University College Birmingham


College of Food - FdA/FdSc

TEF rating:
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What students say

We've crunched the numbers to see if overall student satisfaction here is high, medium or low compared to students studying this subject(s) at other universities.

Food and beverage production

How do students rate their degree experience?

The stats below relate to the general subject area/s at this university, not this specific course. We show this where there isn’t enough data about the course, or where this is the most detailed info available to us.

Food and beverage studies (non-specific)

Teaching and learning

Staff make the subject interesting
Staff are good at explaining things
Ideas and concepts are explored in-depth
Opportunities to apply what I've learned

Assessment and feedback

Feedback on work has been timely
Feedback on work has been helpful
Staff are contactable when needed
Good advice available when making study choices

Resources and organisation

Library resources
IT resources
Course specific equipment and facilities
Course is well organised and has run smoothly

Student voice

Staff value students' opinions

Who studies this subject and how do they get on?

UK students
International students
Male students
Female students
2:1 or above
Drop out rate

Most popular A-Levels studied (and grade achieved)


After graduation

The stats in this section relate to the general subject area/s at this university – not this specific course. We show this where there isn't enough data about the course, or where this is the most detailed info available to us.

Food & beverage studies

What are graduates doing after six months?

This is what graduates told us they were doing (and earning), shortly after completing their course. We've crunched the numbers to show you if these immediate prospects are high, medium or low, compared to those studying this subject/s at other universities.

Average annual salary
Employed or in further education
Employed in a role where degree was essential or beneficial

Top job areas of graduates

Food preparation and hospitality trades
Other elementary services occupations
Managers and proprietors in hospitality and leisure services

What about your long term prospects?

Looking further ahead, below is a rough guide for what graduates went on to earn.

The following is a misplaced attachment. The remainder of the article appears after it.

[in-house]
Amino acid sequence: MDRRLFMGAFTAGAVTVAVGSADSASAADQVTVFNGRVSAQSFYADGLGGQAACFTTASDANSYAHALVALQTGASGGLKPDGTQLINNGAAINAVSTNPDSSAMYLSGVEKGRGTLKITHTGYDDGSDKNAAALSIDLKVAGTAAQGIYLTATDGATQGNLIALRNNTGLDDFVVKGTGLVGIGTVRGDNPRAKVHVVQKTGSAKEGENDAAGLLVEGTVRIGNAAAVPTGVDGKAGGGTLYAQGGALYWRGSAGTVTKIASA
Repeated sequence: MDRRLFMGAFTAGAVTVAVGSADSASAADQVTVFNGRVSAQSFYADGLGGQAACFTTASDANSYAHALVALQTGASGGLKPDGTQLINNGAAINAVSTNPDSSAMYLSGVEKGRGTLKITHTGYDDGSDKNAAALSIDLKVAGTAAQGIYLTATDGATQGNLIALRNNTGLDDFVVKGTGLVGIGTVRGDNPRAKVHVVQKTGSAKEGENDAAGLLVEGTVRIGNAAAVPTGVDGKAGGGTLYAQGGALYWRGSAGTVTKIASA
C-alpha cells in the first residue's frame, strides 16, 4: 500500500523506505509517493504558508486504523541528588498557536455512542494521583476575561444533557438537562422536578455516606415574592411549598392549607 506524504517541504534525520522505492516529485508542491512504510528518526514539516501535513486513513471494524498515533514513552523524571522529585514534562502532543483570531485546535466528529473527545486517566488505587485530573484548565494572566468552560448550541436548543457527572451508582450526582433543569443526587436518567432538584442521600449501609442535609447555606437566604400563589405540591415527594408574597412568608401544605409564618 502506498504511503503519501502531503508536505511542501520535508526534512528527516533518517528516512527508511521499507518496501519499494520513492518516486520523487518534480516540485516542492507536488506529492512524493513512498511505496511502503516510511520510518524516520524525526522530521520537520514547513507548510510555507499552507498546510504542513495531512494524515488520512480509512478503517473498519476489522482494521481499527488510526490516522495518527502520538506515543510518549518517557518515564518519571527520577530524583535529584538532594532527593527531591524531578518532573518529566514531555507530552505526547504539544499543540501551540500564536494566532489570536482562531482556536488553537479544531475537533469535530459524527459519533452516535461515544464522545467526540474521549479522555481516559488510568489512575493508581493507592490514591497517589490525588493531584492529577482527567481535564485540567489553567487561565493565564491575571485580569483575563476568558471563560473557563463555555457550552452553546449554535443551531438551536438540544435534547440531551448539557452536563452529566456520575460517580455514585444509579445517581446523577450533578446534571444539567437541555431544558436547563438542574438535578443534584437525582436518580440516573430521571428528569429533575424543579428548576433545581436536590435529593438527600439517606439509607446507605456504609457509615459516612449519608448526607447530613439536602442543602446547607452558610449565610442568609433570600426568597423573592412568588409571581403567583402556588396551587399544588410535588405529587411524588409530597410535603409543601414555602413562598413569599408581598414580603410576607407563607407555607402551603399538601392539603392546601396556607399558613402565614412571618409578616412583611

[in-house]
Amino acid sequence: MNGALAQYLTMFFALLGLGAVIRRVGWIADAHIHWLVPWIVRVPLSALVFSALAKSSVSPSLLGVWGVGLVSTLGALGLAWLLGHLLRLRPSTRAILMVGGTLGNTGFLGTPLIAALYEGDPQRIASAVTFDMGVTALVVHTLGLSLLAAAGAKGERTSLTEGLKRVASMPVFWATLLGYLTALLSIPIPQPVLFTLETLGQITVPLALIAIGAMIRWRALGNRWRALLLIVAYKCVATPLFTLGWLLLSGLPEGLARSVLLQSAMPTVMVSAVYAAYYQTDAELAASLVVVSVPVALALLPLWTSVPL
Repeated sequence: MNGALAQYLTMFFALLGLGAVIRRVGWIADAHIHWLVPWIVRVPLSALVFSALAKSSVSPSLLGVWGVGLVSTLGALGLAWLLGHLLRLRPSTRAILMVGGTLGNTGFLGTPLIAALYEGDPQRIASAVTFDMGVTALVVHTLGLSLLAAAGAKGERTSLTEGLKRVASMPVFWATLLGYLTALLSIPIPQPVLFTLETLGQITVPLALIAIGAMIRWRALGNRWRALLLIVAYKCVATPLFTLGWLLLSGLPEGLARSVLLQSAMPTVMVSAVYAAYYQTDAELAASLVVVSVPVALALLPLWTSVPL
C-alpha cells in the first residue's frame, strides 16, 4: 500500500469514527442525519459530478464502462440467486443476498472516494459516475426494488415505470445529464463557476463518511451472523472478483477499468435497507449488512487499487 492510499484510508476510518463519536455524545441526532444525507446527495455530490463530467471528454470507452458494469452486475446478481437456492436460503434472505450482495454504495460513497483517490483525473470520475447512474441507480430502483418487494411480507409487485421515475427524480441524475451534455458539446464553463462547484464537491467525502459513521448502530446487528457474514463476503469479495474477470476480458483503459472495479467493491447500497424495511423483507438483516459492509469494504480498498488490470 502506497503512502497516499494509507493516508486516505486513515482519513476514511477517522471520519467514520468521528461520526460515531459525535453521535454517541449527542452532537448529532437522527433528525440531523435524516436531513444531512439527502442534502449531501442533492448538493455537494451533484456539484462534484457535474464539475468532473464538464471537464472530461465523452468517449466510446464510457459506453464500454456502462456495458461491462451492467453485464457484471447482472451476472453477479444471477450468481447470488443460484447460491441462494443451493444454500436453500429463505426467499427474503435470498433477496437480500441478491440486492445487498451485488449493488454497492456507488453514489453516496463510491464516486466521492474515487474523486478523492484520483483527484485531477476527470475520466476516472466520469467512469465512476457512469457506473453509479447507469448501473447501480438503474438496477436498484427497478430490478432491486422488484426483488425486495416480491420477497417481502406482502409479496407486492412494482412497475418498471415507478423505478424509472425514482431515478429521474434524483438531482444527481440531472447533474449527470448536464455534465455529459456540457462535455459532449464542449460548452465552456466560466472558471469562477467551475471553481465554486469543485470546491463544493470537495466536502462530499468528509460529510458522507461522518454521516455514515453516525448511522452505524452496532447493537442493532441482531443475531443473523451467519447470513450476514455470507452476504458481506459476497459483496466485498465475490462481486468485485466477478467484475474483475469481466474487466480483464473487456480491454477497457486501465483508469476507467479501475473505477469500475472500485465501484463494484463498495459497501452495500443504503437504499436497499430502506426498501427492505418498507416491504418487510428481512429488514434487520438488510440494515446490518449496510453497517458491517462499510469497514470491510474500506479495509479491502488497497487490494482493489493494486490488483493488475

Agriculture & related subjects

The graph shows median earnings of graduates who achieved a degree in this subject area one, three and five years after graduating from here.







Note: this data only looks at employees (and not those who are self-employed or also studying) and covers a broad sample of graduates and the various paths they've taken, which might not always be a direct result of their degree.

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This is the percentage of applicants to this course who received an offer last year, through Ucas.

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This is what the university has told Ucas about the course. Use it to get a quick idea about what makes it unique compared to similar courses, elsewhere.

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Course location and department:

This is what the university has told Ucas about the course. Use it to get a quick idea about what makes it unique compared to similar courses, elsewhere.

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Teaching Excellence Framework (TEF):

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This information comes from the National Student Survey, an annual student survey of final-year students. You can use this to see how satisfied students studying this subject area at this university, are (not the individual course).

We calculate a mean rating of all responses to indicate whether this is high, medium or low compared to the same subject area at other universities.

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This information is from the Higher Education Statistics Agency (HESA).

You can use this to get an idea of who you might share a lecture with and how they progressed in this subject, here. It's also worth comparing typical A-level subjects and grades students achieved with the current course entry requirements; similarities or differences here could indicate how flexible (or not) a university might be.

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Post-six month graduation stats:

This is from the Destinations of Leavers from Higher Education Survey, based on responses from graduates who studied the same subject area here.

It offers a snapshot of what grads went on to do six months later, what they were earning on average, and whether they felt their degree helped them obtain a 'graduate role'. We calculate a mean rating to indicate if this is high, medium or low compared to other universities.

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Graduate field commentary:

The Higher Education Careers Services Unit have provided some further context for all graduates in this subject area, including details that numbers alone might not show

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The Longitudinal Educational Outcomes dataset combines HRMC earnings data with student records from the Higher Education Statistics Agency.

While there are lots of factors at play when it comes to your future earnings, use this as a rough timeline of what graduates in this subject area were earning on average one, three and five years later. Can you see a steady increase in salary, or did grads need some experience under their belt before seeing a nice bump up in their pay packet?